The statement was read by a court official after the jurors were whisked away in a Ventura County Sheriff's Department bus to a nearby Travelodge where they had been sequestered during their deliberations. There, they were escorted to pick up their bags, some of which had masking tape placed on tags to conceal their names and addresses.
The four defendants were acquitted on one count of assault with a deadly weapon. All except Powell were acquitted of assault under the color of authority; the jury deadlocked 8 to 4 favoring acquittal on this count for Powell. He may face a new trial on that count.
Powell and Koon were acquitted of filing a false police report. Koon also was found not guilty of acting as an accessory after the fact.
King's attorney, Steve Lerman, was furious with the verdicts.
"It says it's OK to beat somebody on the ground and beat the crap out of him," Lerman said. "They (the jurors) chose to ignore and disregard the fundamental issue: The issue of brutal, vicious felonious assault against this man. There is nothing Rodney King did to deserve this fate, and (the defendants) are walking out as heroes.
"The fact that maybe 12 white jurors are not going to convict four white cops, it may be as basic as that."
The officers' legal troubles are not over, however. A federal civil rights investigation, which had been put on hold pending the trial's outcome, will be reactivated, U.S. Atty. Lourdes G. Baird said.
Elsewhere in the country, there was a similar outpouring of anger.
"I am shocked, outraged and frightened for our nation," said Joseph Lowery, president of the Southern Christian Leadership Conference. "We all cried and prayed for our nation. . . . Even in Johannesburg, South Africa, they have begun to punish white officers who assault black people."
Lowery planned to hold a prayer vigil at Martin Luther King Jr.'s tomb in Atlanta today.
The King beating quickly became a watershed event in Los Angeles history, spawning an unprecedented move to reform the Police Department, hastening the retirement of one chief and the hiring of another--and forcing this ethnically diverse city into profound introspection on the state of race relations.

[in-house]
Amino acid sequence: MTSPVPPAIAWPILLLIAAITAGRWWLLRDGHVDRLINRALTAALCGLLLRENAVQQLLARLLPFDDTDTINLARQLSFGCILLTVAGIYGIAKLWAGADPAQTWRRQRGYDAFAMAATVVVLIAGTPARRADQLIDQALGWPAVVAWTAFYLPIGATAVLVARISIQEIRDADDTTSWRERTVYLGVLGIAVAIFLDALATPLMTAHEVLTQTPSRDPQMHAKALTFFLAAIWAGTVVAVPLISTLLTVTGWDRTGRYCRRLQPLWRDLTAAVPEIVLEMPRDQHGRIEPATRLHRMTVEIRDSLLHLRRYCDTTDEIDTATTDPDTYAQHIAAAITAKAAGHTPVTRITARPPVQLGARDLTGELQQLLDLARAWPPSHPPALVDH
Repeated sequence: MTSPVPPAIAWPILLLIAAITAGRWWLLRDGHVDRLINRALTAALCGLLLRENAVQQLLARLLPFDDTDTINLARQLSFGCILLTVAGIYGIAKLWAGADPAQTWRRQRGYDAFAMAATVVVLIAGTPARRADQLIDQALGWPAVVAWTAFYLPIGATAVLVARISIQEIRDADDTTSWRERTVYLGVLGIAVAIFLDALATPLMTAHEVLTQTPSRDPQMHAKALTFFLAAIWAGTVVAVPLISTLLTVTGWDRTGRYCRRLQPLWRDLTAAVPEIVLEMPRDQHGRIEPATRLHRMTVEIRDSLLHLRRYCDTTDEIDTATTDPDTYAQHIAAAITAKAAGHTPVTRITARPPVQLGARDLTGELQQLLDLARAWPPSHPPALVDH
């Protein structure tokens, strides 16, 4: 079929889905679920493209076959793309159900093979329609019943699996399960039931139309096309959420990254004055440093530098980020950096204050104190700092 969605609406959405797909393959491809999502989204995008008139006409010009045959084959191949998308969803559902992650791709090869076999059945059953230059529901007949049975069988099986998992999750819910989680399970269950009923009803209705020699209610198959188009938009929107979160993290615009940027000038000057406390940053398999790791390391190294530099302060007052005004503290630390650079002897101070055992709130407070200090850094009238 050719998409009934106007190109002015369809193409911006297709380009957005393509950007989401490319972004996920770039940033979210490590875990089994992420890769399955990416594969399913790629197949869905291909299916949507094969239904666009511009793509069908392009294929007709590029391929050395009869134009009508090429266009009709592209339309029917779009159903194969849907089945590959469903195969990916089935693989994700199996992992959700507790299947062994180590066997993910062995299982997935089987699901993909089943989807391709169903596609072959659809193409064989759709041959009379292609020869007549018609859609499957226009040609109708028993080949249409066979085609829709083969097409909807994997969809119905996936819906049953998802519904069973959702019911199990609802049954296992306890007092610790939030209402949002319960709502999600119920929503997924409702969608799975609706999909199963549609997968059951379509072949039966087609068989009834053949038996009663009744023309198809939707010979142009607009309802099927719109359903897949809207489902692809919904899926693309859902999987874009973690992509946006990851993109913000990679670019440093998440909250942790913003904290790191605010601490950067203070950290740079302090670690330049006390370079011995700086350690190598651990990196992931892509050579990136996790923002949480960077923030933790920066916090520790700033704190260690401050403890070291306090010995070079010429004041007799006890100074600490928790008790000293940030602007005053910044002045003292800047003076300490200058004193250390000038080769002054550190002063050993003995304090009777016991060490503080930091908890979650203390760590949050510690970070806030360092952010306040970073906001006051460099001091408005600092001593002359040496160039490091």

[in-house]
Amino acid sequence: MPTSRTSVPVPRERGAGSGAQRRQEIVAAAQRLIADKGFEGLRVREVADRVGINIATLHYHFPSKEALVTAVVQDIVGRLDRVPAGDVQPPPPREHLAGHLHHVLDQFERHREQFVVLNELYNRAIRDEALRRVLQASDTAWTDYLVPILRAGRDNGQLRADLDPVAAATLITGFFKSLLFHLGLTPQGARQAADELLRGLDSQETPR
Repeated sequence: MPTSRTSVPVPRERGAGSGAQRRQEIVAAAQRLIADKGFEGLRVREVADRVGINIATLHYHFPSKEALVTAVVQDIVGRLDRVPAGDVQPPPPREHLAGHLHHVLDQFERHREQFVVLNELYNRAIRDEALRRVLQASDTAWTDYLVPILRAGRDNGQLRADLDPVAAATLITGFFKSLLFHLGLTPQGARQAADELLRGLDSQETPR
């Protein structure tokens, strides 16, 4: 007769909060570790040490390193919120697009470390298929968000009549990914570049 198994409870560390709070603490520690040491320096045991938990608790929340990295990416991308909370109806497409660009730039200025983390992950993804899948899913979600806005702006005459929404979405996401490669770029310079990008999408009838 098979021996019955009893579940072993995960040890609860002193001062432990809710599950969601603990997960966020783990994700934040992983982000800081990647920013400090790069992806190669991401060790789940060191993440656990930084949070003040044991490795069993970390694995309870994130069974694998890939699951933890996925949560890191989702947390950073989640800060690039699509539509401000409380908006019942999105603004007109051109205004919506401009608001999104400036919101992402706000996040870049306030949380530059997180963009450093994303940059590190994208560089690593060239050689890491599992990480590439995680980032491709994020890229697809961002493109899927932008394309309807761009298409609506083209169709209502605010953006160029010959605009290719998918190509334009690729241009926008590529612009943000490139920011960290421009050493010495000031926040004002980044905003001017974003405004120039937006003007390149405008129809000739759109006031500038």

With tensions running high after the beating, a blue-ribbon panel was formed to investigate the Police Department. Named the Christopher Commission for its chairman, former U.S. Assistant Secretary of State Warren Christopher, the panel found a police force plagued by tacitly condoned racism and abuse at the hands of rogue cops. The commission called on Chief Daryl F. Gates to step down.
After Wednesday's verdicts, Gates met with reporters at Parker Center but declined to express his opinion about the jury's verdict.
"An awful lot of people will voice their opinion," Gates said. "I don't intend to."
Gates directed much of his news conference to urge calm in the city. But even as he spoke, a crowd gathered in front of Parker Center. As Gates left the room, demonstrators were shouting "LAPD are rednecks! LAPD are racists!"
"This may be a test," Gates said. "I believe people will meet that test."
Later, as violence spread through parts of the city, Gates activated the LAPD Emergency Command Center, canceled police leaves and declared a permanent alert.
Gates' designated successor, Philadelphia Police Commissioner Willie L. Williams, who is black, was monitoring the riots on television at his Philadelphia home.
"The outbursts by these people are certainly in no way helping the healing process. It's making it very difficult for those people who were trying to take this court decision and make changes.
"It's a no-win situation, everything that occurred in the last few hours, the rioting, the fires, the shooting death.
"They are going to solidify the views of those people who are not wanting to see things smoothed over, but want them further divided."
He declined to comment on the LAPD's tactics of holding back during the early stages of the rioting, but said he will review it when he takes office in several weeks.
He also said he will consult with Los Angeles officials today to see if he could play any role in calming the situation.
"Tactically," Williams told The Times, "it's probably one of the most crucial times in the history of the Police Department--one of the most crucial, precarious times in Chief Gates' career and mine."
Legal experts said the jurors may have reached the verdicts based on their fears of crime and pre-existing attitudes favoring police officers. The key factor, they agreed, was the change of venue granted to the defense. Moving the trial out of Los Angeles County to more conservative and less racially diverse Simi Valley produced a jury disposed to siding with police, the experts said.
The six-man, six-woman jury included one Latina and one Asian-American. Only a handful of blacks were present in the original jury pool.